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Clarks Summit Borough Council has decided to allow individuals to determine for themselves if Trick-Or-Treating is appropriate.  The Borough has traditionally not involved itself on any decisions related to Halloween and trick-or-treating.  Council feels it would not be appropriate to involve itself at this time.


The county election board voted to authorize the use of drop boxes to be placed in six different parts of the county.  All boxes would be placed in secure, monitored locations.

The Borough of Clarks Summit is hosting one of those locations.  We have a ballot box located immediately to the left when you enter the elevator lobby to the Borough Building.  This entrance is on the side of the building, on Spring St.

The Borough Police Department does have a camera on the lobby, so know that your ballot is secure.  Lackawanna County has made arrangements with the Sheriff's Office to have the box emptied every business day.


Notice is hereby given that Clarks Summit’s Borough Council will conduct their Council meeting, live-streamed via, on Wednesday, October 28, 2020.  The meeting will begin at 7:00 p.m.; to consider, deliberate, discuss and/or take official action.

Residents may send their comments/questions, in writing, to be included on the official record by emailing: no later than 12:30 p.m. on the day of the meeting.


Notice is hereby given that Clarks Summit’s Borough Council will conduct their Council meeting, live-streamed via, on Wednesday, November 4, 2020.  The meeting will begin at 7:00 p.m.; to consider, deliberate, discuss and/or take official action.

Residents may send their comments/questions, in writing, to be included on the official record by emailing: no later than 12:30 p.m. on the day of the meeting.

Gov. Wolf: ‘Wear a mask, Pennsylvania’

Harrisburg, PA – Reiterating the mandate of the mask-wearing order Sec. of Health Dr. Rachel Levine signed yesterday, Governor Tom Wolf again today advised all Pennsylvanians that wearing masks when outside the home is mandatory.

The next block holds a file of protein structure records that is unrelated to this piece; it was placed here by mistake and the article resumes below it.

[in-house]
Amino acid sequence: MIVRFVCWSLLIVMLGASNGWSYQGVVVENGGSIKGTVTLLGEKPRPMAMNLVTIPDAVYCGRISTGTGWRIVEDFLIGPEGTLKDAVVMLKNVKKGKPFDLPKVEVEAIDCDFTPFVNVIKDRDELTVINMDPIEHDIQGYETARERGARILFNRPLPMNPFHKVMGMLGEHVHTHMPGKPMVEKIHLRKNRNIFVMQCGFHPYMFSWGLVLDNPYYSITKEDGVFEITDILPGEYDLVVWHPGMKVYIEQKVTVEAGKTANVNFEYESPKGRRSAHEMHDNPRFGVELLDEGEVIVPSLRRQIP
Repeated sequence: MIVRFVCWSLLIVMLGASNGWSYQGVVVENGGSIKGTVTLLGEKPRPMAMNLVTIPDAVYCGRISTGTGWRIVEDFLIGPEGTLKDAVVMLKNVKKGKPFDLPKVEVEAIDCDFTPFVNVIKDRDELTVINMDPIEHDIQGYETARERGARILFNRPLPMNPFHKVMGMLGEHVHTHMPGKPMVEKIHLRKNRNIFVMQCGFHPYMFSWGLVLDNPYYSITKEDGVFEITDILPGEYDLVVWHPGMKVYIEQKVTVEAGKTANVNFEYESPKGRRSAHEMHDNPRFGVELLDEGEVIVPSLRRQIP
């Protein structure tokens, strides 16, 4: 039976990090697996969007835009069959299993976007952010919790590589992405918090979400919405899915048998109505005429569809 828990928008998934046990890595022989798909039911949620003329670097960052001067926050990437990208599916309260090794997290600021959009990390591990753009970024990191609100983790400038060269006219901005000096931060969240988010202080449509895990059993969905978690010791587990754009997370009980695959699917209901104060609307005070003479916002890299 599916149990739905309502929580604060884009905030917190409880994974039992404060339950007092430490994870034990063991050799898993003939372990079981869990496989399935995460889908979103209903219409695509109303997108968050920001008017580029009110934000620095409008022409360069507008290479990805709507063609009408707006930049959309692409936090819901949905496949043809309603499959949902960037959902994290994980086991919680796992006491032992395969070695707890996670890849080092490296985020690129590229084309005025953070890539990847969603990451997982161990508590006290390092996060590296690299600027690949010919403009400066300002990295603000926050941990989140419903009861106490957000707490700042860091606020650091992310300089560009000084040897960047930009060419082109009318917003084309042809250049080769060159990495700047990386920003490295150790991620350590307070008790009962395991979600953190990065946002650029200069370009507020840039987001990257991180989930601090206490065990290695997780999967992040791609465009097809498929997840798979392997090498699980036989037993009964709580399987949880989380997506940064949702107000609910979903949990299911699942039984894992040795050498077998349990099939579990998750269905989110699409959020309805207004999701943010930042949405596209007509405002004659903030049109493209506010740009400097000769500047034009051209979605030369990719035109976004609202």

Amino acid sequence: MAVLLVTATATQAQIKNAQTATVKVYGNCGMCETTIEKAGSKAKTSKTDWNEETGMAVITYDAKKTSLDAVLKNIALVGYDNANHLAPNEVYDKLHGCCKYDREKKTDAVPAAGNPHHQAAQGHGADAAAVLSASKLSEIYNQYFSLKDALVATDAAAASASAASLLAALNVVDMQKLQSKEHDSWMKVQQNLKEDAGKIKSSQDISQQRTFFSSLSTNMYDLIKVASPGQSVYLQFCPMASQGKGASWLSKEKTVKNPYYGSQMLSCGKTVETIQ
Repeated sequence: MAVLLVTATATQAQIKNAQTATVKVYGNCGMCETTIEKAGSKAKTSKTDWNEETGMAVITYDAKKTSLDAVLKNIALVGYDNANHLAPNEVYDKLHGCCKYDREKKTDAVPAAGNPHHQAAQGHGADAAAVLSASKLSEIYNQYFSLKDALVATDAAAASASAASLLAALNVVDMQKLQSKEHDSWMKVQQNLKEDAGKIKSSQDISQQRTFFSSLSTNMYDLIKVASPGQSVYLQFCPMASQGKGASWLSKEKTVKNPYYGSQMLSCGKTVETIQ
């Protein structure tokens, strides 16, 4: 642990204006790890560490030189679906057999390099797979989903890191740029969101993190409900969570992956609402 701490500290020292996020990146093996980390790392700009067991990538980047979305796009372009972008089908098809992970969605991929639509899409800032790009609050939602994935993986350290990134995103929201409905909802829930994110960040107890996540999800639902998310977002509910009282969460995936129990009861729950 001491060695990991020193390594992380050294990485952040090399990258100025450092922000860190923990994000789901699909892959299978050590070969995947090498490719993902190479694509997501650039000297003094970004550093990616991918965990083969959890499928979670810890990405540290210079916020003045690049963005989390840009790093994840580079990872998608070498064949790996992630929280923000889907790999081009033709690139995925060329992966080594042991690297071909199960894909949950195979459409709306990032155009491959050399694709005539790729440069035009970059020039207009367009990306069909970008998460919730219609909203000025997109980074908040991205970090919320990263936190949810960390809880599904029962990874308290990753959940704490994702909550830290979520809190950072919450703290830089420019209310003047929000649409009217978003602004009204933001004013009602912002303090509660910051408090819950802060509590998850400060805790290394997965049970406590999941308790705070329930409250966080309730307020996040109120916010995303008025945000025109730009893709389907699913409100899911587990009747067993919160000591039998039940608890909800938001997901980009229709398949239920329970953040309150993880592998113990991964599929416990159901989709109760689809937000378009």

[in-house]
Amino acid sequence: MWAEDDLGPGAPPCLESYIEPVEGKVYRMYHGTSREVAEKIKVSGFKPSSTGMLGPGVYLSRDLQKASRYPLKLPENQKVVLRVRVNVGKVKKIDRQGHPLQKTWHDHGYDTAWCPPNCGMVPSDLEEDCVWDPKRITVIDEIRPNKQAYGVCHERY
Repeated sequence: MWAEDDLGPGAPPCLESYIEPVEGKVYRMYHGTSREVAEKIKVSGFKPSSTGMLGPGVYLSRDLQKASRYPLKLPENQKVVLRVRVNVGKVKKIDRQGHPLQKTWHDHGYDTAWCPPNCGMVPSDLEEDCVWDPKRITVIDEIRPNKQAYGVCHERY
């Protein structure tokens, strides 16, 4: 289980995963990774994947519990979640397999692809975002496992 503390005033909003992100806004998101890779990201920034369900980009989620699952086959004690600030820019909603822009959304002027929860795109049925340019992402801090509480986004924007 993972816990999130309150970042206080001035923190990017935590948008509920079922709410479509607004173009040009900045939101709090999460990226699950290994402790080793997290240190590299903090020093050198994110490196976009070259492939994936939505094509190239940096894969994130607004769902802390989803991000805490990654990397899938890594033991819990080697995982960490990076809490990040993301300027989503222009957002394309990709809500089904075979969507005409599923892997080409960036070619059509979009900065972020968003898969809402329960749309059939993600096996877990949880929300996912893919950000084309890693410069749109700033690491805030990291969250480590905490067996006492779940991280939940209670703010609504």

“As we approach the Fourth of July holiday weekend and we see another spike in cases today in Pennsylvania, it’s critical that Pennsylvanians take the mandate to wear masks seriously,” Gov. Wolf said. “This virus is not gone and mask-wearing is a required mitigation effort that we know works to stop its spread.

“We have seen evidence that indicates Pennsylvania’s recent case increases can be traced to settings where people were not wearing masks or practicing social distancing. This can lead to more and more cases in our state. We have made such tremendous progress, let’s not let that progress go to waste, risking lives and livelihoods.

“We all must do one simple thing to stop the spread of COVID-19: Wear a mask, Pennsylvania.”

The Sec. of Heath’s order includes that masks must be worn when:

  • Outdoors and unable to consistently maintain a distance of six feet from individuals who are not members of their household;
  • In any indoor location where members of the public are generally permitted;
  • Waiting for, riding on, driving, or operating public transportation or paratransit or while in a taxi, private car service or ride-sharing vehicle;
  • Obtaining services from the healthcare sector in settings including, but not limited to, a hospital, pharmacy, medical clinic, laboratory, physician or dental office, veterinary clinic, or blood bank; or
  • Engaged in work, whether at the workplace or performing work off-site, when interacting in-person with any member of the public, working in any space visited by members of the public, working in any space where food is prepared or packaged for sale or distribution to others, working in or walking through common areas, or in any room or enclosed area where other people, except for members of the person’s own household or residence, are present when unable to physically distance.

The order includes limited exceptions to the face-covering requirement.

THE OPEN DOOR FOOD PANTRY - sponsored by The Gathering Place, the First Presbyterian Church and Our Lady of Snows Church is available in the Elevator Lobby of the Clarks Summit Borough Building.  Please take what you need or leave what you can.


If you are being hurt at home, or witnessing others being hurt in your home, Use these resources to have your message heard.


Download the app from the Apple or Google Play Store to submit a report. Or call 1-844-723-2729. SAFE2SAY SOMETHING


Call the national hotline, available 24/7, to make a confidential report 1-800-932-0313.


Call the Lackawanna County Police Department non-emergency number to make a report 570-342-9111.

TEXT 911:

Text 911 if you are in an emergency situation. Remember to provide your address so help can find you. | (570)969-7313

CALL 911:

Call 911 if you are in immediate danger. Answer any questions the dispatcher has so that help can find you.